1035 N. Miami Ave., Miami (LegalArt Building)
Little Lotus - this tiny Japanese restaurant is also hard to find, buried inside a nondescript office building, but serves up a nice selection of izakaya classics - lots of meats on sticks, takoyaki, chicken kara age, noodle dishes and rice bowls - along with a standard lineup of sushi items and some Indonesian classics thrown in for good measure. The team includes folks from local izakaya stand-out Yakko-San and Morimoto NY.
25 N. Miami Ave. Suite 107, Miami
Sparky's Roadside BBQ - it may not be competition-level 'cue, but it's better than a lot of BBQ pretenders in Miami, you can get a plate of pulled pork with a couple of sides for $10.50, they've got a super selection of brews, and you won't meet nicer guys in Miami than the ones running this place.
204 N.E. 1st St., Miami
Only a couple miles north of South Beach you'll find an abundance of dining options that are actually much more representative of South Florida's population and culture than the glut of generic steakhouses, burger joints and Italian restaurants that fill much of South Beach. Many are within walking distance of the NADA Art Fair at the Deauville Hotel. I mentioned many of these places last year, here's a bit more detail, working our way south to north on Collins Avenue:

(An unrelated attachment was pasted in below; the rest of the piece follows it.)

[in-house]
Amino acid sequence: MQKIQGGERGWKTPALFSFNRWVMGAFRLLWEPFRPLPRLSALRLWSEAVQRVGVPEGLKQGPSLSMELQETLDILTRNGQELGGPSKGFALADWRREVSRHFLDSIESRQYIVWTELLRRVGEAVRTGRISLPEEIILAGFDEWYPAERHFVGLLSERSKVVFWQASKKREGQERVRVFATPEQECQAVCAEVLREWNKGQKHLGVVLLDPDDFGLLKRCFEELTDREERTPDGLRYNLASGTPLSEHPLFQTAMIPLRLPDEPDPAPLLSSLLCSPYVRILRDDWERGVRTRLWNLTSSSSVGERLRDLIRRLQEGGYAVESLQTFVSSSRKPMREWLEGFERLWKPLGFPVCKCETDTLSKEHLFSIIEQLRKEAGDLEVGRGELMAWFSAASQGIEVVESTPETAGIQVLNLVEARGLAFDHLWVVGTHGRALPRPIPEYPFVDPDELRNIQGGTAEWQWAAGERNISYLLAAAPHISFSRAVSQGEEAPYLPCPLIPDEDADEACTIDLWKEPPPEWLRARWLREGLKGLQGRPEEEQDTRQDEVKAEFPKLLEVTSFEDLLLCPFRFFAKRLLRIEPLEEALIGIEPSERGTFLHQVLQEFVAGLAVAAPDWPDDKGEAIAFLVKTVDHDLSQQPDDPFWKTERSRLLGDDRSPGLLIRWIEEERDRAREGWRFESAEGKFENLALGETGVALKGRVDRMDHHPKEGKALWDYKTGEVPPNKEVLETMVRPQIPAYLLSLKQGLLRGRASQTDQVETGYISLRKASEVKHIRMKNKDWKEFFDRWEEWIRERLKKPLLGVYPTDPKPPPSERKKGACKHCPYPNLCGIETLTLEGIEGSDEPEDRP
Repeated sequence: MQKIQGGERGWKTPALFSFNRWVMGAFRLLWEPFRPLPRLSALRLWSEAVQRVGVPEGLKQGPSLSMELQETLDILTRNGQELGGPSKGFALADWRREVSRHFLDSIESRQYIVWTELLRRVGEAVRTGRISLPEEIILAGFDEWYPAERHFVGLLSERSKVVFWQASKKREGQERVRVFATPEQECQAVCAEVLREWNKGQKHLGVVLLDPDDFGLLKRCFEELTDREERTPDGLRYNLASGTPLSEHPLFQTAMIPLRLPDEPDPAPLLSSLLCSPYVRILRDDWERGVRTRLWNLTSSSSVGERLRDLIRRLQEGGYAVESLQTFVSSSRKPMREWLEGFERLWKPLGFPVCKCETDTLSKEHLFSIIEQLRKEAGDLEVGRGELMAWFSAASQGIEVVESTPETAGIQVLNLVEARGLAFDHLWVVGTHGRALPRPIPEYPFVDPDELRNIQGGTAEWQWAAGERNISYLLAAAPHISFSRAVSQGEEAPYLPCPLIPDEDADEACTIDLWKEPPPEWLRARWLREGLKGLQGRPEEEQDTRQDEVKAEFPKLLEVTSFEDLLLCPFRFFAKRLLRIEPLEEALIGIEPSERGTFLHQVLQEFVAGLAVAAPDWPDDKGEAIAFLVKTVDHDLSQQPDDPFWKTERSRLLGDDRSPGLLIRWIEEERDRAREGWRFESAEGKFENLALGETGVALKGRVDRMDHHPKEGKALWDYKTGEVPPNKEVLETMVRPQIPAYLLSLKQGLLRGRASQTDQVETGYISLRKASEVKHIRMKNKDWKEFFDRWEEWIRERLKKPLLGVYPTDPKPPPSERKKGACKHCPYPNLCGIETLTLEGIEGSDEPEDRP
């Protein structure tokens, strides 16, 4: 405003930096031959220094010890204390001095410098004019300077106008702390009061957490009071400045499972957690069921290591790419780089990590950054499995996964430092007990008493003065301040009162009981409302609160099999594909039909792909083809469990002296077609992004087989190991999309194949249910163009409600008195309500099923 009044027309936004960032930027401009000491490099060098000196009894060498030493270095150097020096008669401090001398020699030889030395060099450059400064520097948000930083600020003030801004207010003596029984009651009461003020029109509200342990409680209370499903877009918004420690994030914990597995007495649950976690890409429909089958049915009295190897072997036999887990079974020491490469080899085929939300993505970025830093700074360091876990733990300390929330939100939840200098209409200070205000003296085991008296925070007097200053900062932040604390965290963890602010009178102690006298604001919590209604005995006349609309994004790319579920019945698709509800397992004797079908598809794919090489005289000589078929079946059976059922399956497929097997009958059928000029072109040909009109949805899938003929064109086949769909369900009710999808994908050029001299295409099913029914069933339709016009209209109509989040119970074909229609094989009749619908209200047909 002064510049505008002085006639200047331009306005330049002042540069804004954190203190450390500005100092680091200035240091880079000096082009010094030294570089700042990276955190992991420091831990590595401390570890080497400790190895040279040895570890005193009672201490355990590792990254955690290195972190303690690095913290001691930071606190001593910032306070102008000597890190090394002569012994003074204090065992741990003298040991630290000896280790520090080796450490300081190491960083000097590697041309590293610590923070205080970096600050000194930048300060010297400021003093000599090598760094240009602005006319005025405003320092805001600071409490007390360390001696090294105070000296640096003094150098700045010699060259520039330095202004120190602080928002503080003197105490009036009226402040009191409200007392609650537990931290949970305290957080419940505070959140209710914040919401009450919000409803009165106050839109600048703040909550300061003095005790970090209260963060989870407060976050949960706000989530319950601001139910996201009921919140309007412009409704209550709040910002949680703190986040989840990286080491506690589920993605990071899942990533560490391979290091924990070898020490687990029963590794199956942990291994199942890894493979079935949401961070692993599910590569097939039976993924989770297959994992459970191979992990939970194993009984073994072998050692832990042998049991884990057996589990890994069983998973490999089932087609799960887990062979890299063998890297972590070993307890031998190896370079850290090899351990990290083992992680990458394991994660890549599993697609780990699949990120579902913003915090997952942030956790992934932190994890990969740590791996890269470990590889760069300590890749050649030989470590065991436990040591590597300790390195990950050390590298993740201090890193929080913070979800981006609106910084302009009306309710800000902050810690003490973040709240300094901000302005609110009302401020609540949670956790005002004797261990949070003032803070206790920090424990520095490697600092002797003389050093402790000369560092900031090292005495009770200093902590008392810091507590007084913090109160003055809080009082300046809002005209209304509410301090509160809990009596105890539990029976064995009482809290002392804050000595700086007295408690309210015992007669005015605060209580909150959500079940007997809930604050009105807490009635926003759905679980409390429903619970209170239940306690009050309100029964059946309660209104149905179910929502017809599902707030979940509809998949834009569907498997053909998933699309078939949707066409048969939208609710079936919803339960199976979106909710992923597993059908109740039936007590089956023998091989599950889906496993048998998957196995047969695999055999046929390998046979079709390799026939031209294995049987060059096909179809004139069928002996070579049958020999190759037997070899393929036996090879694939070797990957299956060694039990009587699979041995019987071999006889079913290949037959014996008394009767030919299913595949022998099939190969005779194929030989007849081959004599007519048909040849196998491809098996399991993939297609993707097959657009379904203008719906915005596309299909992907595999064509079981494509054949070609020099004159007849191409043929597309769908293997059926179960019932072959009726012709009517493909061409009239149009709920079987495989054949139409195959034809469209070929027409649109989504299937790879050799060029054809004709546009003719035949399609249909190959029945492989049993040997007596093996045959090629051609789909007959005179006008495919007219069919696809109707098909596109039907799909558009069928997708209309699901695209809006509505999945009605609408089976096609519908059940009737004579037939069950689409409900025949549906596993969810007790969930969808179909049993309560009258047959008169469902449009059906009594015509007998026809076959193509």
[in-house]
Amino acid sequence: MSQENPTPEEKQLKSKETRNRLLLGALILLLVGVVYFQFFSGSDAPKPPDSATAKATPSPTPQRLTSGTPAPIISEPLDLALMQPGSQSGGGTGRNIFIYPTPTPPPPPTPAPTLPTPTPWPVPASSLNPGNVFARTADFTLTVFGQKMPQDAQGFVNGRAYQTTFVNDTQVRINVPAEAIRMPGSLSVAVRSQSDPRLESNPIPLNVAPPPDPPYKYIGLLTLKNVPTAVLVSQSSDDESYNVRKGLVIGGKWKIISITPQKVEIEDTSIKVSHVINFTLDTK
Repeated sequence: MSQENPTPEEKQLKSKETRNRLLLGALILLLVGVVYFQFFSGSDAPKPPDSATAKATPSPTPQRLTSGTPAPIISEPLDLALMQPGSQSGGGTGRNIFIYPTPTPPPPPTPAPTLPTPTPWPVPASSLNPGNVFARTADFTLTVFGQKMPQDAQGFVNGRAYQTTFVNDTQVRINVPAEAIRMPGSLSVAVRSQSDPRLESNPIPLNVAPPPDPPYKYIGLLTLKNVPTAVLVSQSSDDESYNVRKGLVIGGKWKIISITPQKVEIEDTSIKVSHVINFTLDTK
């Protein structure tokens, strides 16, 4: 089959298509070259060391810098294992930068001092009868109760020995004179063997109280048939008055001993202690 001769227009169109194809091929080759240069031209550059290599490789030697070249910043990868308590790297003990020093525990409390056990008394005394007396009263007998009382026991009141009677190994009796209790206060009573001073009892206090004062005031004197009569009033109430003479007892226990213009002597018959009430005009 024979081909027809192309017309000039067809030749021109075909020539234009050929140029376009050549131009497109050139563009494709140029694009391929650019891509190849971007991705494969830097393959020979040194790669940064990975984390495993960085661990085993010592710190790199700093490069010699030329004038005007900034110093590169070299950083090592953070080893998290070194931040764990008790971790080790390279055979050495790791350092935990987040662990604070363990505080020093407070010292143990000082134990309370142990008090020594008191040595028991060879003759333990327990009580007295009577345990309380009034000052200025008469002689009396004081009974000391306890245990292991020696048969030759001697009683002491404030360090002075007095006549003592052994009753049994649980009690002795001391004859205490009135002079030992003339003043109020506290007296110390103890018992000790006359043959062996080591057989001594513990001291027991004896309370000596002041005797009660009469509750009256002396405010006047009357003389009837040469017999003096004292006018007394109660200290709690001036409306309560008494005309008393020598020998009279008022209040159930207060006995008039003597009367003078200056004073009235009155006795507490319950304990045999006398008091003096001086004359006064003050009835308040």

El Rey del Chivito - "Chivito" translates as "little goat." There is no goat in a chivito sandwich, but there is just about everything else you could think of. You can get the full contents of this Uruguayan classic, and the backstory on its name, in my post here. You can get the sandwich at El Rey del Chivito on Collins Avenue, just a few blocks north of the Deauville.
6987 Collins Avenue, Miami Beach
Le Perrada de Edgar - if a chivito doesn't have quite enough ingredients for you, maybe a hot dog from Le Perrada de Edgar, directly across the street, is in order. Their most basic dog, the "American," comes topped with mozzarella cheese, pickles, onions, ketchup and mustard. But maybe only a surrealist could appreciate the "Edgar Special" with mozzarella, pineapple, blackberry and plum sauces, plus whipped cream. What's it like? Kind of like this:
6979 Collins Avenue, Miami Beach